Matthew S

Stitching With Wire

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Anyone ever used wire for stitching in place of thread? While window shopping I came across this wire. Obviously stitching isn't the intended purpose for this product, so issues like wire flexibility and diameter may prevent its use in stitching. I thought it might provide a nice accent for a piece to have gold, silver or copper stitching.

Edited by Matthew S

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Interesting Idea Matt:Lighten: I'm not sure if anyone else has had this Idea but, we will hear from them soon. I'm interested in their feed back. BTW welcome to LN Matt.

Anyone ever used wire for stitching in place of thread? While window shopping I came across this wire. Obviously stitching isn't the intended purpose for this product, so issues like wire flexibility and diameter may prevent its use in stitching. I thought it might provide a nice accent for a piece to have gold, silver or copper stitching.

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On my last project I used some hemp cord to do some accent lacing. when I was looking for something I came across some wire, even a bit thinner than this and thought, hmmmm. I think anything outside the box is worth trying to get a special look. the only question I would have with this wire is, will it oxidize or retain its luster. if it didnt, it could take down the quality of the work visually. It wouldnt rust I dont think, but it might corrode some.

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Although I have no information on the wires ability to resist oxidation, I would hope that oxidation would be minimal as the wire is intended for jewelry and beadwork. Of course jewelry isn't always subject to the same use and environment as leather frequently is.

And thanks for the welcome, Michael.

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They will oxidize unless they are clear coated, and that would wear off eventually. Wire used in wire wrapped jewelery is dead soft, and uncoated. Some folks like the patina that copper gets with age. My Mom had some copper bracelets, and they all had a nice patina with the high spots highlighted from use.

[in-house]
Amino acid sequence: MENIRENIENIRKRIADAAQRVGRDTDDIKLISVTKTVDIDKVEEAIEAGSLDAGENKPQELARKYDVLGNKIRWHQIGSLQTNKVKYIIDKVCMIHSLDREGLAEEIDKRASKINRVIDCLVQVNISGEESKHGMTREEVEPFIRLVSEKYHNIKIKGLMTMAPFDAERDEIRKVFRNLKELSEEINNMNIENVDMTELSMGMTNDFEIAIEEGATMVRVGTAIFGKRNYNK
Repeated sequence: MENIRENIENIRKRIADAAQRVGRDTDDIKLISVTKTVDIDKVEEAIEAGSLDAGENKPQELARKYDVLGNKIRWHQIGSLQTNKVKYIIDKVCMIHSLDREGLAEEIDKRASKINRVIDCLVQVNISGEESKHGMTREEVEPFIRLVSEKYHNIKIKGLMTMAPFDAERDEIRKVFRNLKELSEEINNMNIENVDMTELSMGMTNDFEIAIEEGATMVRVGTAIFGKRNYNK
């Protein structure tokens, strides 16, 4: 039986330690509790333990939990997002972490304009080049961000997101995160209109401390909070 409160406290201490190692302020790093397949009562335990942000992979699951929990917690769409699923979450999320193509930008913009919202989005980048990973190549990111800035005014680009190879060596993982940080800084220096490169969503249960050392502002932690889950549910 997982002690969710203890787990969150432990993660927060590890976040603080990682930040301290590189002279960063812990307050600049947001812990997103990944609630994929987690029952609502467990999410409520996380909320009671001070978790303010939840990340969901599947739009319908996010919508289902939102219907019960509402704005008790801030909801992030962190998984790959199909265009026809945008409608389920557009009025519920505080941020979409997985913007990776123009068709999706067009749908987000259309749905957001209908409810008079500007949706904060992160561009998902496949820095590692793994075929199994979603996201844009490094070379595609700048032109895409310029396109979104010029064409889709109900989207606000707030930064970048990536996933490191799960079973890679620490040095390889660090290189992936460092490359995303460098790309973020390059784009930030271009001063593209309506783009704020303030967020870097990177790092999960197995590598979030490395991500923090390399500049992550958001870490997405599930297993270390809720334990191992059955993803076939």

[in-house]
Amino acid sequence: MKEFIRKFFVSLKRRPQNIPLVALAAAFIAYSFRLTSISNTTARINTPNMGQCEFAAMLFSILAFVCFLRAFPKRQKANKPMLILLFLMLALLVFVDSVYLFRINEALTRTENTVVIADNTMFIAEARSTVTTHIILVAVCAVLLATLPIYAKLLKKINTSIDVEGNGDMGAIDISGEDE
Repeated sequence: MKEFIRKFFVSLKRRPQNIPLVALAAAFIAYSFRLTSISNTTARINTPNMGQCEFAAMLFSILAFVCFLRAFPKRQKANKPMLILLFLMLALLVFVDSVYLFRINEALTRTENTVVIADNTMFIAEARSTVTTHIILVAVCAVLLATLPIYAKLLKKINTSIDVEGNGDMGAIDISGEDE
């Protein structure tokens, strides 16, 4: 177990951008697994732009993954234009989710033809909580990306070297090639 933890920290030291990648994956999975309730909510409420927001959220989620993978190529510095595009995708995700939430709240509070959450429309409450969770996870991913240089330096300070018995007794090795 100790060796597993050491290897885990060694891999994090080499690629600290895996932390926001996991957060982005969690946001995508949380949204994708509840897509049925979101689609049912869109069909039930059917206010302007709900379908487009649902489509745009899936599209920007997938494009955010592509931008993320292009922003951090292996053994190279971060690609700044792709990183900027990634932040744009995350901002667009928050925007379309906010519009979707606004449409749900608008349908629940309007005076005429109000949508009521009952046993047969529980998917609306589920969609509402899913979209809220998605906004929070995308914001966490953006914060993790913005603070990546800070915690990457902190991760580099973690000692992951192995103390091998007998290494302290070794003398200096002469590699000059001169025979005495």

Why not let it get a patina, many leather workers apply an "antiquing" to simulate that on the leather.

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They will oxidize unless they are clear coated, and that would wear off eventually. Wire used in wire wrapped jewelery is dead soft, and uncoated. Some folks like the patina that copper gets with age. My Mom had some copper bracelets, and they all had a nice patina with the high spots highlighted from use.

Why not let it get a patina, many leather workers apply an "antiquing" to simulate that on the leather.

Will copper get a patina, or will it vertigris? And do you think jewelry wire is too soft to use? The cost of the wire is cheap enough that I can try some experimentation.

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I have seen some thiiiiiinnnn wire. And I mean thin as hair. I've considered using it as accent stitching before. I think I have seen it done but I honestly cannot remember where, or if it is just my imagination. :head_hurts_kr:

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All copper, and brass will develop verdigris if allowed to.. This usually happens with moisture, or corrosives contacting it for long periods of time. Veg tanned is better than chrome tan when copper is used, and a good wax would help to prevent verdigris. The wire will probably work fine. Jewelery wire is annealed to a dead soft condition, which means it has zero springing back when bent. Copper will work harden, so the more flexing it gets the tougher it will get till it cracks. For sewing this should not be a problem, just letting you know.